|Günter Förg, Untitled, 1989|
Mixed media on paper
Günther Förg and Antoni Tàpies don’t instinctively seem to be an ideal pair to share an exhibition. But because of their enormous differences, their work sits together comfortably to create uncomfortable but productive tensions currently on view at Galerie Lelong.
|Günter Förg, Untitled, 1993|
Watercolor on paper
Förg’s abstract paintings are among the most accessible kind of abstraction. This is largely to do with the vibrancy of the colours, the looseness of the paint, the unmistakeable forms. In addition, the influence of Piet Mondrian, Barnett Newman, and Mark Rothko gives the abstract images a familiarity. Nevertheless, Förg’s watercolours and crayon on paper are easier, less intellectually challenging, and they take themselves less seriously than those of the masters to which they are indebted. Words that come to mind in front of Förg’s paintings include: light, rhythm, vibration, luminosity and play, even as they extend to depth and density on reflection. The images on display at Galerie Lelong include some of his well-known paintings in which windows in bright colours are placed inside frames. And within the frames the paint or the line of the crayon is set free. There is even a randomness to the stroke within the framing devices, at times even disrespecting the frame or limits. This arbitrariness within the divided and entrapped spaces gives them a childlikeness, and with it a sense of healthy disrespect.
|Antoni Tàpies exhibition installation view @ Galerie Lelong|
Antoni Tàpies works on paper could not be more different. Walking into the main gallery at Lelong, the visitor is overwhelmed by the pain, suffering, loss and agony of the emotions depicted on paper. Like Förg’s familiar “grid-like” patterns, we immediately recognize Tàpies well-rehearsed visual language. The x and the +, the cross and the erasure, death and very little life follows us around the gallery. There’s not a lot of hope and happiness in the scratching and scrawling, the spare painted marks in muted colours on thick, sensuous paper. The only colour to appear on his works is red. And then, it’s red of a particularly violent nature: when a ladder in red leads nowhere and finds a cross two thirds of the way up, we imagine the soldier who didn’t even make it to heaven before his bloody wounds killed him. We can only imagine the torture he went through.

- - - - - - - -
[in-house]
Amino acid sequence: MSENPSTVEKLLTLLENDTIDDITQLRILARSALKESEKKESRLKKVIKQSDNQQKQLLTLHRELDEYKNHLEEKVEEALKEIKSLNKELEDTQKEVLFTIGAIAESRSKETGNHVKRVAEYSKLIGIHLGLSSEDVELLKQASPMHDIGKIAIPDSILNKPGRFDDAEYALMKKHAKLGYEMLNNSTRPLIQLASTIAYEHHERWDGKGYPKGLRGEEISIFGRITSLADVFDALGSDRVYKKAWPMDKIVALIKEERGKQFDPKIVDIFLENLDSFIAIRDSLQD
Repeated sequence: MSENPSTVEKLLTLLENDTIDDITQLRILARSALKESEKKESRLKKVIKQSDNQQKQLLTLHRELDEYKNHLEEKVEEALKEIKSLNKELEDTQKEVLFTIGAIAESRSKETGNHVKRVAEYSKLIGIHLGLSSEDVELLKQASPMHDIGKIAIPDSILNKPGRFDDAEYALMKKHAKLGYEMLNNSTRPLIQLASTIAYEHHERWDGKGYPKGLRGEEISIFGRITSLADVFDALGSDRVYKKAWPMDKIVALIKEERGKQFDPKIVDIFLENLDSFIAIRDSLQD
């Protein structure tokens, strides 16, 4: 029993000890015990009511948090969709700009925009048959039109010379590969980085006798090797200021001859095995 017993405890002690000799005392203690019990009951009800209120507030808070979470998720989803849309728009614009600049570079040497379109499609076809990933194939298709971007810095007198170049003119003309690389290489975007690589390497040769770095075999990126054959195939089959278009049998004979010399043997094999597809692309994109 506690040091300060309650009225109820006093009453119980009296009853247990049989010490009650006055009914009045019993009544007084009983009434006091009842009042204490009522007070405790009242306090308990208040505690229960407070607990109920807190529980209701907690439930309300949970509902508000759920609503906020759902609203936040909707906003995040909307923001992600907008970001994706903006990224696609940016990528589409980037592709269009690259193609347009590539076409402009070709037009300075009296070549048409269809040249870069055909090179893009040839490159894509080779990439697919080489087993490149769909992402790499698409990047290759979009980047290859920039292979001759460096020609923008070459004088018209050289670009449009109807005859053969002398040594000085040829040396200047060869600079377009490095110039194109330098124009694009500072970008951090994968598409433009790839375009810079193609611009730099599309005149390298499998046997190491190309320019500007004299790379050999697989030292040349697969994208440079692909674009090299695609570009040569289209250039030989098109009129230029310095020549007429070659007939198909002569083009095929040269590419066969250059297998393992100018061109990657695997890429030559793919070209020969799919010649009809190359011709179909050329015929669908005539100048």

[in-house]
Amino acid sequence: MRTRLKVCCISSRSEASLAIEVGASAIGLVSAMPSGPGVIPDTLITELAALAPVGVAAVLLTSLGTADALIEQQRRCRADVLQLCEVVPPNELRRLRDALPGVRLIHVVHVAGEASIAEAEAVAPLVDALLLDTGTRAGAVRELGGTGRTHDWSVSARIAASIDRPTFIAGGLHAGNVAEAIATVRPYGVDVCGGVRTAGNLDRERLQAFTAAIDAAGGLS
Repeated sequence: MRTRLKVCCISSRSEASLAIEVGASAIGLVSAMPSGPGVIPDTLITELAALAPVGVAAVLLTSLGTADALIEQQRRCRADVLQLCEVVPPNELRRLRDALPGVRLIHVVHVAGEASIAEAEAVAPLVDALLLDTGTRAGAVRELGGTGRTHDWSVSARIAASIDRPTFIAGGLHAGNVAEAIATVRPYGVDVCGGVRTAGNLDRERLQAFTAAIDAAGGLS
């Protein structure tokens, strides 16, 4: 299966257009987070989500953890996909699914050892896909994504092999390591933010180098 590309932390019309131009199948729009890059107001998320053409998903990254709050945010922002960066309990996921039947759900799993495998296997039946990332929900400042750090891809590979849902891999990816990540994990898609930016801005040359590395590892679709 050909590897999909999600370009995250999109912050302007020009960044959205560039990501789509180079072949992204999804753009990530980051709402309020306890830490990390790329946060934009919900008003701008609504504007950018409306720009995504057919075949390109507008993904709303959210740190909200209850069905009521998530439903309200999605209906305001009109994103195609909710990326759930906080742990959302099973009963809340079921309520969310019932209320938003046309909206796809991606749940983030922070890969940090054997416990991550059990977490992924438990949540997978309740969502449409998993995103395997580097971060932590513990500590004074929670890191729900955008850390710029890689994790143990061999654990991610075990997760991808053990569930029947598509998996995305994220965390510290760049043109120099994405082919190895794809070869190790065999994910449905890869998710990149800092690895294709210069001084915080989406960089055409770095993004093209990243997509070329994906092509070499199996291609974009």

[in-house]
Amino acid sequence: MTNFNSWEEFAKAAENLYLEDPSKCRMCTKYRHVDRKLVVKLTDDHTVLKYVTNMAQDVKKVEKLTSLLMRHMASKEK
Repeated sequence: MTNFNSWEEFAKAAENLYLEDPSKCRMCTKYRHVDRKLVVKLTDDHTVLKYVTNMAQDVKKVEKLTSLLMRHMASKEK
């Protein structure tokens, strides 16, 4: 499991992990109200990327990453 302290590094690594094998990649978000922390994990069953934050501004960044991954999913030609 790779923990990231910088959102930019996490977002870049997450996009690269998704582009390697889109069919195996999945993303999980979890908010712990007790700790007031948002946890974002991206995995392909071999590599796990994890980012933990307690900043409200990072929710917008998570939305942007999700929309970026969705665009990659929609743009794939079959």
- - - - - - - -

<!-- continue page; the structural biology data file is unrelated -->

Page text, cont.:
Similar to Escala vermella I (1983) many of Tàpies’s works ask us to imagine the story of what we don’t see in the image. In one particularly poignant image, Negre I Rogenc I (2006), we see black brushstrokes transform into someone dying on a battlefield before our eyes. As the figure on his knees bends down in defeat, the blood drips from wounds and stains the ground. Planes fly overhead and before we know it we are on the battlefield of WWI in mourning for the figure that is infact no more than a few strokes of black paint. In another example, four images, each with a minimum of lines nevertheless clearly portray dismembered body parts: feet, an eye, genitals, hands. And each of them is wounded by the red stain that nevertheless is only present in two of them.
What is it, I wondered, that makes Tàpies’s pictures so devastating? How can a few abstract lines evoke the destruction of history? It’s something to do with, once again, the looseness of the brushstroke, the apparent loss of control, the strokes that trail off into nothing. And in addition, as we saw in Förg’s abstractions, there is a sense of innocence and childlikeness to the drawings and paintings, evocations of something lost. The body crossed out, indicating either erasure or that something is not right and a need to start again from the beginning. The madness of the unordered and the unruly, the anger and violence of a single line is nowhere more profound than in Tàpies’s paintings.
|Antoni Tàpies, Vernis I, 1989|
The exhibition is also supposed to be about matter. These are not vintage Tàpies images with sand and plaster, dirt and other substances on the canvas. In fact, I found most of the images, both by Tàpies and Förg to depart from questions of matter. That said, however, there is a lovely juxtaposition of Tàpies’s works in varnish, where varnish bleeds over the surface of paper, and those that use paint which is absorbed by thick luscious hand made paper.